Smithsonian National Museum of American History
First check out Changing America: The Emancipation Proclamation, 1863 and the March on Washington, 1963. Then join a Civil Rights student sit-in at the Greensboro lunch counter. (Check information desk for times). To learn more, click here. Free. (Metro - Smithsonian Station - Blue and Orange Lines)
National Portrait Gallery
See the exhibit One Life: Martin Luther King Jr. To learn more, click here. Free. (Metro - Gallery Place/Chinatown Station Metro(Yellow, Green, and Red Lines)
National Gallery of Art - East Building
In the Tower: Kerry James Marshall provides a powerful artistic statement on Black life in America. To learn more, click here. Free. (Metro - Archives Station - Yellow and Green Lines)
National Museum of Women in the Arts
Take in American People, Black Light: Faith Ringgold’s Paintings of the 1960's. To learn more, click here. Admission charge. (Metro - Metro Station - Blue, Orange, and Red Lines)
Martin Luther King, Jr. MemorialEnd your touring day by visiting DC's newest national memorial, a tribute to the slain Civil Rights leader. To learn more, click here. Free. (Metro - Smithsonian Station - Blue and Orange Lines or Foggy Bottom Bottom Station - Blue and Orange Lines). You will also want to visit the Lincoln Memorial where Dr. King delivered his famous "I Have a Dream" speech. Although Dr. King is most known for his Civil Rights stands, he was also a vocal opponent of the Vietnam War so a visit to that memorial might also be in order if you have time.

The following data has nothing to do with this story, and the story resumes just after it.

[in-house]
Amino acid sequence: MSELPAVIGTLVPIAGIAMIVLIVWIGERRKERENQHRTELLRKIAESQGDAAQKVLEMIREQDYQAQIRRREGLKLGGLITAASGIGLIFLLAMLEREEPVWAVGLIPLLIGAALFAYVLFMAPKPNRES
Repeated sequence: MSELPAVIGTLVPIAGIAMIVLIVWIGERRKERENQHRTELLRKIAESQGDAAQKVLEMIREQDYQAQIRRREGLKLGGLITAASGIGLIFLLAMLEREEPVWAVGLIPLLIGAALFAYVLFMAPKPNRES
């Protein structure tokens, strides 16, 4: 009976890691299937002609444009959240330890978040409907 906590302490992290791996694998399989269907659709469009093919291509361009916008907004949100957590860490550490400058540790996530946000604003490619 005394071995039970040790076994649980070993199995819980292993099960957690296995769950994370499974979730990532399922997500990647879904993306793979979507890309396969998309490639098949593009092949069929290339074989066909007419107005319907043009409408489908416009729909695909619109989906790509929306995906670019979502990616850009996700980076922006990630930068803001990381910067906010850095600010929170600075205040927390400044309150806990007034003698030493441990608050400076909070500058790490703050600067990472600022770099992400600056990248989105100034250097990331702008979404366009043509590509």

Related Dining Experiences for Lunch or Dinner
- Ben's Chili Bowl (this is DC's iconic eatery. You haven't really visited DC if you haven't eaten at Ben's. Get the half-smoke with chili just like Bill Cosby and President Barack Obama)
- One of the great soul food restaurants in the U Street district including The Florida Avenue Grill (Dick Gregory still stops in for mac and cheese whenever he is in DC), Oohs and Ahhs (try the fried whiting, potato salad, and hummingbird pie) Marvin's (a soul/Belgium restaurant dedicated to soul singer Marvin Gaye, who was born in DC. Go for the chicken and waffles), or Eatonville (named for author Zora Neale Hurston's Florida home town). .